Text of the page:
(CNN) — Nothing can end the former president Donald Trump in the eyes of those who love him, one of the reasons his influence on American politics remains formidable.
The former president demonstrated this weekend that the defeat after a single term, the misfortune of his insurrection against American democracy and the death of 400,000 Americans under his tenure in a pandemic he played down, they don’t hurt his appeal to Republicans.
Indeed, potential rivals’ efforts by 2024 to replicate his extremism show that Trump’s bizarre magic is only validated by his transgressions.
The former US president was the star of the Conservative Political Action Conference (CPAC) held Sunday in Dallas, an organization that once elevated a champion of world democracy, President Ronald Reagan, but has become a Trump cult.
“We were doing so well until the rigged elections came out,” Trump said, expressing the lie at the center of the conference that he has turned into the entry point for GOP candidates in 2022, potentially poisoning the US elections during years.
Trump and his “unmatched ability to sell intolerant policies”
There is the argument that a former president who is out of power but still desperate for attention should simply be ignored. Certainly, Trump’s ambiguous, vain, and full of lies lacked coherence and any sort of aspirational appeal, instead highlighting his signature cocktail of racial demagogy, personal blows to enemies, mountainous falsehoods, and desperate pursuit of personal adulation. .
For an outsider, it can be tedious and a mere imitation of the lighthearted and sometimes even humorous appearances that paved Trump’s path to power in 2016. But touching all the sore points of the conservative media canon – from law and order to the “culture of cancellation” and immigration, to complaints that the media only talk about “race, race, race” – Trump demonstrated his still unmatched ability to sell bigoted policies.
But, more than that, it demonstrated his ability to invoke an alternative belief system that is alien to reality, but is readily embraced by his supporters: the hallmark of strongman leaders throughout history.
Attack on William Barr
For example, he launched a scathing attack on former Attorney General William Barr, who for most of his time in office acted as a political shield for Trump’s crushing of political rules, but drew the line in their electoral lies.
“I told him, ‘Bill, you have to move your butt. Our country is under attack,'” the former president said, thus confirming his own unprecedented assault on US democratic institutions, while complaining that Barr had not authorized investigations into false allegations of voter fraud in Pennsylvania.
His confession revealed once again that even the most zealous collaborators who do not buy into his abuses of power are sooner or later branded heretics by the former president.
Trumpism is on
Trump is not only popular at CPAC, where the crowd greeted his speech with joy. The fact that their populist extremism is being implemented by the governors of the Republican Party in the states it won demonstrates its lasting power.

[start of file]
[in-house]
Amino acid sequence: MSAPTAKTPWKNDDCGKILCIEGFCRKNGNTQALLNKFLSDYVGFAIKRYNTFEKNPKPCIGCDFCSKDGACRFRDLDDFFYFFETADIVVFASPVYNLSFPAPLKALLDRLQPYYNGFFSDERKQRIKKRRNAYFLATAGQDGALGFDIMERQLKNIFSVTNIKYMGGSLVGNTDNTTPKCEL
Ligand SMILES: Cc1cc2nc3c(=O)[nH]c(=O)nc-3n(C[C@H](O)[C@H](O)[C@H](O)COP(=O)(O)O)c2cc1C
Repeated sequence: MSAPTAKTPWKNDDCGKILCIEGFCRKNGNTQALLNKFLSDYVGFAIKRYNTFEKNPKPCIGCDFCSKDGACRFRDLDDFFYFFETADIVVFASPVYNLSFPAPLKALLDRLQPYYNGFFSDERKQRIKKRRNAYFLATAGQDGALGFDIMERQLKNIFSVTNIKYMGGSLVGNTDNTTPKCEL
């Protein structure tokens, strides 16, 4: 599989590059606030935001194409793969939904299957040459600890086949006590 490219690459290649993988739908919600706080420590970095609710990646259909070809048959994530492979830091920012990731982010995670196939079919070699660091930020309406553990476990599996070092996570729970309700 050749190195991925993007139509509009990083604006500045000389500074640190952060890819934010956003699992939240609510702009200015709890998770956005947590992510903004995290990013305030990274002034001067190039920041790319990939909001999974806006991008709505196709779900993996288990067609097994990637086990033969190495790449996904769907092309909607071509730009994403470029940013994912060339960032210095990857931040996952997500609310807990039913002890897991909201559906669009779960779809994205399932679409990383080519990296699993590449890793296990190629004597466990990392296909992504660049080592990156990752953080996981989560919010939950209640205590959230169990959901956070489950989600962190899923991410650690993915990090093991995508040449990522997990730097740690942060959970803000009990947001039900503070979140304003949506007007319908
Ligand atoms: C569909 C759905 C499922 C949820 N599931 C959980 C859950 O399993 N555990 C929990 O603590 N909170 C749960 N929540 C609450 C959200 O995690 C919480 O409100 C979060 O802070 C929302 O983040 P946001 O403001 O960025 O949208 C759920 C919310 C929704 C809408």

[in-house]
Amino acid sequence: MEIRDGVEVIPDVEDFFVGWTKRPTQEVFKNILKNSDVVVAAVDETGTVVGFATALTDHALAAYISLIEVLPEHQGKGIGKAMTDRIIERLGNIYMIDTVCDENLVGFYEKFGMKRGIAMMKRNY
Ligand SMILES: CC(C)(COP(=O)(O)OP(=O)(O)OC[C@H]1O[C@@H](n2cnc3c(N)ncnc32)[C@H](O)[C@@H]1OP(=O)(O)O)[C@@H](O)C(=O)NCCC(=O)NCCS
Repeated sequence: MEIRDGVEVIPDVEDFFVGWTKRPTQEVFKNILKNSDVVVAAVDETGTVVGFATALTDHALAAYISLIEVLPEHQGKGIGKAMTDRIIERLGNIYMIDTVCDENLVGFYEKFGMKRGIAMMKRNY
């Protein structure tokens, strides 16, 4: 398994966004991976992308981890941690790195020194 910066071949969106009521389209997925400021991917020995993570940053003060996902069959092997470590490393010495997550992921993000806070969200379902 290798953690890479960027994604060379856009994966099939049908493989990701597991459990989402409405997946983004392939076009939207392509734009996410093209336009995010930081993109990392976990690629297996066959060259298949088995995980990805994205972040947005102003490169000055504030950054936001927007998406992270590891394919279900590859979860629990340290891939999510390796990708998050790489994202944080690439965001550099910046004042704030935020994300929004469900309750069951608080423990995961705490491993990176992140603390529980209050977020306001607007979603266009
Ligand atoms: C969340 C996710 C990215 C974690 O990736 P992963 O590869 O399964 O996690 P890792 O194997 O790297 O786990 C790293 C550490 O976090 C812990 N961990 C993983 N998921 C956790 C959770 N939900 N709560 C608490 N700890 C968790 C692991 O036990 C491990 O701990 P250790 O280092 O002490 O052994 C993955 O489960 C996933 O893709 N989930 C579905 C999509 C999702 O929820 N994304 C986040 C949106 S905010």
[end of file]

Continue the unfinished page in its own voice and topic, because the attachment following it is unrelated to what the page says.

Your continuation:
The same goes for the efforts of Republican state legislators across the country to restrict the vote based on their lies about a stolen election.
Trump’s ability to orchestrate Republican behavior is almost as intact as when he sat in the Oval Office – his derailment over a bipartisan, independent investigation of the January 6 outrage is proof of that. These are all reasons why you can’t just ignore Trump.
Trump’s fingerprint will be on the 2024 ballots, with or without him
Six months after his supporters attacked the US Capitol – amid an effort by senior GOP officials to reinvent the history of the time – the former president’s threat to American democracy remains extreme.
And even if Trump does not run again in the presidential election – and gives every impression that he has already launched a four-year campaign – the political brand of the grievance he invented and maintains will be on the ballot, as his list shows. possible heirs, from Florida Governor Ron DeSantis to South Dakota Governor Kristi Noem.
So while much of Trump’s speech was retrospective, providing an optimistic and false image of an administration that left his country deeply divided, the false belief system that has already captured the hearts and minds of millions of voters is real.
Will Trumpism manage to captivate all fringes of the Republican Party?
The crucial question is whether the message that is so electric to Trump supporters will continue to cause the kind of revulsion among suburban and more moderate voters who defected from Trump’s Republican Party and saw him lose the House, Senate and White House in a single four-year term.
And could another messenger like DeSantis or Noem, or Texas Governor Greg Abbott, so captivate the conservative base?
The former president is relentless when it comes to addressing issues such as illegal immigration, calls by some liberals to defund the police and the growing crime wave to paint the country as out of control and under the domination of leftists, all as a possible way to broaden its appeal.